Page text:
From wine to groceries and everyday essentials, customers can find almost anything on Cinch Market, and still know they're supporting local Brooklyn businesses.

What You Need To Know

  • Cinch Market was founded to give small, neighborhood businesses in Brooklyn a platform to compete with big retailers like Amazon

  • The site gives mom and pops another tool to survive the economic downturn caused by the pandemic

  • Founder plans to expand to Manhattan by the end of August

"It's an online store that enables the businesses to team up into one everything store,” said Maya Komerov, the founder of  "We build the technology and operation."

Komerov started Cinch Market to help small neighborhood businesses better compete with the big guys like Amazon. Now, she says it's a lifeline for local shops as the pandemic brings foot traffic to a crawl and sends more customers turning to online shopping.

"If they have an alternative, they would prefer to shop local,” Komerov told NY1. "I think we see it everywhere, but it's not easy for them to do that."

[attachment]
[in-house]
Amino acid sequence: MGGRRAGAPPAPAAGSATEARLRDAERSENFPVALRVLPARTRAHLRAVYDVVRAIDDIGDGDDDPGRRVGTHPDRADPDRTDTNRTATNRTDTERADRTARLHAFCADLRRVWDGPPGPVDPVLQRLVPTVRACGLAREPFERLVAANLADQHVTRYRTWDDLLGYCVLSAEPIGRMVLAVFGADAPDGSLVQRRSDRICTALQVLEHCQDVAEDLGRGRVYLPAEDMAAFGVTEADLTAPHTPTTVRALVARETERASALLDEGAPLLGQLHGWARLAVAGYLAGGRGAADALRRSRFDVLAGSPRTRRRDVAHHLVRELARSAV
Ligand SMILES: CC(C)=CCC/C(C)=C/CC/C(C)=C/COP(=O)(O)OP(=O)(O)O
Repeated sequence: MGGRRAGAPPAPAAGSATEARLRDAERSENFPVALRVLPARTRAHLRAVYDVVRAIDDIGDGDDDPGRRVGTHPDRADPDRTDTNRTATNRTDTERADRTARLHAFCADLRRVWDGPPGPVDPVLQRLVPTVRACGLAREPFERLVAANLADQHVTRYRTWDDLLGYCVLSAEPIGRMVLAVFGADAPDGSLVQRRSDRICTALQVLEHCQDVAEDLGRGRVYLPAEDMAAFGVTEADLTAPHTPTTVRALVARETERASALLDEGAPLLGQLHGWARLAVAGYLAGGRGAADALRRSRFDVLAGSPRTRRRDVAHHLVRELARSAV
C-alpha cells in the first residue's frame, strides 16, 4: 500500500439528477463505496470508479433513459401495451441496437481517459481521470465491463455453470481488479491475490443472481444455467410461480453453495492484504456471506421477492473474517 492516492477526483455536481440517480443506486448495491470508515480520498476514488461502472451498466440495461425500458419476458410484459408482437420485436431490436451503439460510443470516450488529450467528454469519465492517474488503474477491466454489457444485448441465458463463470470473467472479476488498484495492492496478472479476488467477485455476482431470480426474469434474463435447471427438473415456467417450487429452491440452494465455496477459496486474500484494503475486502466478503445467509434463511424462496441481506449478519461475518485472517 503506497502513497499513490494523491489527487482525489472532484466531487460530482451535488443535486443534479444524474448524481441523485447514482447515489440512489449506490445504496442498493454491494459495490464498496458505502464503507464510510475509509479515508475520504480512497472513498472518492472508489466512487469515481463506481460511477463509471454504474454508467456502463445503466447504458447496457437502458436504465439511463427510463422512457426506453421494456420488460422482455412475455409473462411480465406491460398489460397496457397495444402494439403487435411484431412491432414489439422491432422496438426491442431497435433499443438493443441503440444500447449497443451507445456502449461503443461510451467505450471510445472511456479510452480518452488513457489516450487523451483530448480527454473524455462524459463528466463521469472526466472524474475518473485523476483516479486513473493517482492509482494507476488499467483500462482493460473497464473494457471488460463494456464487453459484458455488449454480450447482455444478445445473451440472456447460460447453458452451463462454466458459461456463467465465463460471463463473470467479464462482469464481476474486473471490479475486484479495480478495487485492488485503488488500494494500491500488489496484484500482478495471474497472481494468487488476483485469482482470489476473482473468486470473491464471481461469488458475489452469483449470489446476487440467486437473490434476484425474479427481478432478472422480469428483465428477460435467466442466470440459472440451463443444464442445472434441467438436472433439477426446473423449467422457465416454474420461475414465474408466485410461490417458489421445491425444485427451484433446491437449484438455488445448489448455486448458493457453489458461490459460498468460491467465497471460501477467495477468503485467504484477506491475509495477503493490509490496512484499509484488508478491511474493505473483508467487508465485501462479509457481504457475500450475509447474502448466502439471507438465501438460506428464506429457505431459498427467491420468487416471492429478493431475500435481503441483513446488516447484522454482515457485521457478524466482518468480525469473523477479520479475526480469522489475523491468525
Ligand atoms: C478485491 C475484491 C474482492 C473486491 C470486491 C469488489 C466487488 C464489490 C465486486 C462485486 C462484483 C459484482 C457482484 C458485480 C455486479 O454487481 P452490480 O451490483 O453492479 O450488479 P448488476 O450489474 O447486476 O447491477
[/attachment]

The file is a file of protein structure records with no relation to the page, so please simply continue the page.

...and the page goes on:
The site lets customers shop from as many merchants as they'd like, then they round up the orders and sort them so that customers get just one delivery, sometimes on the same day, with free shipping over $59.

Dawn Casale, owner of One Girl Cookies, says it's an attractive idea at a time when mom and pops are trying to survive a new normal. 

"One of the biggest challenges of COVID is figuring out how do we get our product to the customer, as opposed to the customers coming to our product,” said Casale.

Casale's bakery has three locations in Brooklyn and said competing with a site like Amazon is incredibly difficult without a platform.

"The ability to get all of those purchases into one combined purchase and facilitate that into one delivery is really a helpful thing." 

CinchMarket is set to expand to Manhattan by the end of August, utilizing the one advantage Komarov says small owners have.

"They know the community, they know what the people want."